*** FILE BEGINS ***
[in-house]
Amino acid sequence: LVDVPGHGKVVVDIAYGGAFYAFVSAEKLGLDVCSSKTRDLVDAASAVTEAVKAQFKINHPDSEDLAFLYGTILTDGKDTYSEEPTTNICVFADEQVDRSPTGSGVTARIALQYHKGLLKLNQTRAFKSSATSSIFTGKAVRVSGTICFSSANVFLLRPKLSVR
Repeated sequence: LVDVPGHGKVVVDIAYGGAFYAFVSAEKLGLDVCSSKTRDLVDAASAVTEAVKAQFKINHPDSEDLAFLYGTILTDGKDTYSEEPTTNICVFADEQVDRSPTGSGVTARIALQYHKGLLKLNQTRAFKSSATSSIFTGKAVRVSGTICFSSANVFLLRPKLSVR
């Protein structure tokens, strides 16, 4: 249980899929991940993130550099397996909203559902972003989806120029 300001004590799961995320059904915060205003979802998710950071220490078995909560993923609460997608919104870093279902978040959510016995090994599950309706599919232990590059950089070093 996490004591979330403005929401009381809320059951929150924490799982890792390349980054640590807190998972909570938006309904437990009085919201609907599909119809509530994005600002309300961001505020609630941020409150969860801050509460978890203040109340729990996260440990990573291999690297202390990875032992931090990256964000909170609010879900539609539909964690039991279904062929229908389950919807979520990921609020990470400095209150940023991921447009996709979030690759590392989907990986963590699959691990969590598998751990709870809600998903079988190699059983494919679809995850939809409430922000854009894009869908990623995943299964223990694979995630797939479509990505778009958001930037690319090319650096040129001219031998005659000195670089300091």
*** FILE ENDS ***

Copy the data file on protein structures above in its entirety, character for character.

[in-house]
Amino acid sequence: LVDVPGHGKVVVDIAYGGAFYAFVSAEKLGLDVCSSKTRDLVDAASAVTEAVKAQFKINHPDSEDLAFLYGTILTDGKDTYSEEPTTNICVFADEQVDRSPTGSGVTARIALQYHKGLLKLNQTRAFKSSATSSIFTGKAVRVSGTICFSSANVFLLRPKLSVR
Repeated sequence: LVDVPGHGKVVVDIAYGGAFYAFVSAEKLGLDVCSSKTRDLVDAASAVTEAVKAQFKINHPDSEDLAFLYGTILTDGKDTYSEEPTTNICVFADEQVDRSPTGSGVTARIALQYHKGLLKLNQTRAFKSSATSSIFTGKAVRVSGTICFSSANVFLLRPKLSVR
């Protein structure tokens, strides 16, 4: 249980899929991940993130550099397996909203559902972003989806120029 300001004590799961995320059904915060205003979802998710950071220490078995909560993923609460997608919104870093279902978040959510016995090994599950309706599919232990590059950089070093 996490004591979330403005929401009381809320059951929150924490799982890792390349980054640590807190998972909570938006309904437990009085919201609907599909119809509530994005600002309300961001505020609630941020409150969860801050509460978890203040109340729990996260440990990573291999690297202390990875032992931090990256964000909170609010879900539609539909964690039991279904062929229908389950919807979520990921609020990470400095209150940023991921447009996709979030690759590392989907990986963590699959691990969590598998751990709870809600998903079988190699059983494919679809995850939809409430922000854009894009869908990623995943299964223990694979995630797939479509990505778009958001930037690319090319650096040129001219031998005659000195670089300091």